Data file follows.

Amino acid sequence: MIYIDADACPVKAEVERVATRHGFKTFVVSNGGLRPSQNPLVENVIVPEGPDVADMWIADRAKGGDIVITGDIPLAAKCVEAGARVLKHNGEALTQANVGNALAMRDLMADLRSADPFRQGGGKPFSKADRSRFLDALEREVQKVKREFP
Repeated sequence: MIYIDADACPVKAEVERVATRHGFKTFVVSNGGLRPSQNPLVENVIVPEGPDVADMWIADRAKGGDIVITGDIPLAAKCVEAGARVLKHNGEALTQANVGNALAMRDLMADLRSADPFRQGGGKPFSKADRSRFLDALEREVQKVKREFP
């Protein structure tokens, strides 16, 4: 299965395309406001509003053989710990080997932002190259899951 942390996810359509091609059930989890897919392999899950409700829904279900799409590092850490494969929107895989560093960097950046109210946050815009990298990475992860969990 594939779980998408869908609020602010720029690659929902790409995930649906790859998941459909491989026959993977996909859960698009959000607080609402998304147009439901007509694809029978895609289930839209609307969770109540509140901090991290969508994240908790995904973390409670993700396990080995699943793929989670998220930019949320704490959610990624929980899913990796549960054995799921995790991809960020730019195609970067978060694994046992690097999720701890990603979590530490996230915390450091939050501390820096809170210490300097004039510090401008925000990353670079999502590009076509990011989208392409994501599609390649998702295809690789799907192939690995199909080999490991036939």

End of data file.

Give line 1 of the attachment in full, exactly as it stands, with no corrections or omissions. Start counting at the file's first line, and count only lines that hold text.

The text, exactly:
Amino acid sequence: MIYIDADACPVKAEVERVATRHGFKTFVVSNGGLRPSQNPLVENVIVPEGPDVADMWIADRAKGGDIVITGDIPLAAKCVEAGARVLKHNGEALTQANVGNALAMRDLMADLRSADPFRQGGGKPFSKADRSRFLDALEREVQKVKREFP